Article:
[Tagging] Tagging of Country Names

Aun Johnsen lists at gimnechiske.org
Sat Nov 5 16:49:46 UTC 2016

> On Nov 5, 2016, at 14:37, tagging-request at openstreetmap.org wrote:
> Dave F wrote:
>> What's the difference between 'de facto' & official?
> Martin beat me to it, but let me add links for reference, definition
> and examples.
> from https://en.wikipedia.org/wiki/Official_language
>> An official language is a language that is given a special legal status [...] the term "official language" does not typically refer to the language used by a people or country, but by its government.
> from https://en.wiktionary.org/wiki/de_facto, please appreciate the
> provided sentence for use case.
>> Adjective. de facto ‎(not comparable)
>> In fact or in practice; in actual use or existence, regardless of official or legal status.
>> (Often opposed to de jure.)
>> Although the United States currently has no official language, it is largely monolingual with English being the de facto national language.
> The contrary of 'de facto' is 'de jure'
> https://en.wiktionary.org/wiki/de_jure
>> Adjective. de jure ‎(not comparable)
>> By right, in accordance with the law, legally.
> Another good reading is the wikipedia page, particularly the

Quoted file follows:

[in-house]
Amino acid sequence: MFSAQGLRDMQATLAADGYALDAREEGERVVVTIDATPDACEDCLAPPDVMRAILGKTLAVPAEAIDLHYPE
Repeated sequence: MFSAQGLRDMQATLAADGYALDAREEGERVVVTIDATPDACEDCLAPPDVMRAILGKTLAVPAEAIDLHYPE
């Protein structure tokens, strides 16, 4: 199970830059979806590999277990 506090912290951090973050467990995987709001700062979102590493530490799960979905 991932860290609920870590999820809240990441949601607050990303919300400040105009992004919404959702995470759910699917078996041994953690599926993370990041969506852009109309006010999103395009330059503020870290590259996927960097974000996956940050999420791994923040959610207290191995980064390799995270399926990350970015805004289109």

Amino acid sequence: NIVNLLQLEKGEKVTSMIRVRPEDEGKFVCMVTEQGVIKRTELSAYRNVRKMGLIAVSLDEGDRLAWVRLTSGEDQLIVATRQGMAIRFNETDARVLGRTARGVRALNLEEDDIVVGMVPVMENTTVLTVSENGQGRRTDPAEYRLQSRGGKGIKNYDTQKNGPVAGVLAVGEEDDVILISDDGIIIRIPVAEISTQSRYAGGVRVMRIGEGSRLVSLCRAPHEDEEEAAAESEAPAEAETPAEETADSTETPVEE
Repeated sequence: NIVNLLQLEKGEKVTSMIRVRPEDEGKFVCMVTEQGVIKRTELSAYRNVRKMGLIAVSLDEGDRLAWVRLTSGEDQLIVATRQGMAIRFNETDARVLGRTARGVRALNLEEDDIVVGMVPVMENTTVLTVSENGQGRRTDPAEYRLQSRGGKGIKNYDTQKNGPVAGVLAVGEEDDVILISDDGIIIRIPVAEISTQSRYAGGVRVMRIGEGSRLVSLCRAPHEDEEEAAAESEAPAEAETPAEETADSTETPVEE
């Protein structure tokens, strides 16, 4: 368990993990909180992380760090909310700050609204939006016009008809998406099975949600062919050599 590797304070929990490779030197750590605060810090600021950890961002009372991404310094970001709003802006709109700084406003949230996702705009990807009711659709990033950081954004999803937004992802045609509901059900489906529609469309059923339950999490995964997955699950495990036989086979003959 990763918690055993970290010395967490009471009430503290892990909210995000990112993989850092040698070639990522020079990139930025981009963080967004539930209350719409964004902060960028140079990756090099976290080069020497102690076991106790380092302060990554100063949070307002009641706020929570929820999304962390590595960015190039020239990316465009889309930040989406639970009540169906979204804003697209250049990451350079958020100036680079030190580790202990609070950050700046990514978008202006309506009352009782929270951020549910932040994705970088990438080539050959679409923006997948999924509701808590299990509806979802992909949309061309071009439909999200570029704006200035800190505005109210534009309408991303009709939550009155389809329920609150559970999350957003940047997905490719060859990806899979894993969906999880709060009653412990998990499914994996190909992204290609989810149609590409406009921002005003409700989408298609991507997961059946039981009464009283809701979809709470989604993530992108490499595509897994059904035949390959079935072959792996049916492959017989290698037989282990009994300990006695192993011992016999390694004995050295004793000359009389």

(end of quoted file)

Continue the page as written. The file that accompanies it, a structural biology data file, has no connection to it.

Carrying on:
> introduction at the top
> https://en.wikipedia.org/wiki/De_facto
> and the part on national languages, quite relevant here.
> https://en.wikipedia.org/wiki/De_facto#National_languages
>> Wars have been fought over disagreements between "choices by local
>> community"
> Indeed. And when it gets out of control, global community and DataWG
> can intervene if necessary.
> But that is not a reason, quite the contrary, to start another war
> between local community and remote/global community. Especially when
> there is no disagreement locally. Even more so when there was
> disagreement locally and it is settled now.
> -- altho
We could add (on any admin_level applicable) the tags official_languages (for official languages) and de_facto_languages or common_languages for the de facto languages in the area. This way, local communities that speak a different language than the official language will be identified, and this can be searchable in some way. I would suggest that ISO codes are used for the values of these tags.

Norway: official_languages=no;nn
Due to the different dialects (no/nn), some (many) municipalities have chosen one of these, admin_level=7 + official_language=no
Some municipalities have a significant Samii population speaking their Samii dialect, and a number of these have included this in official languages (not familiar with ISO code for the Samii dialects)

USA: common_languages=en, with certain areas having common_language=es, or other that might be actual. Some native reserves would have common_language={iso code of tribal language}

Any thoughts?

Aun Johnsen

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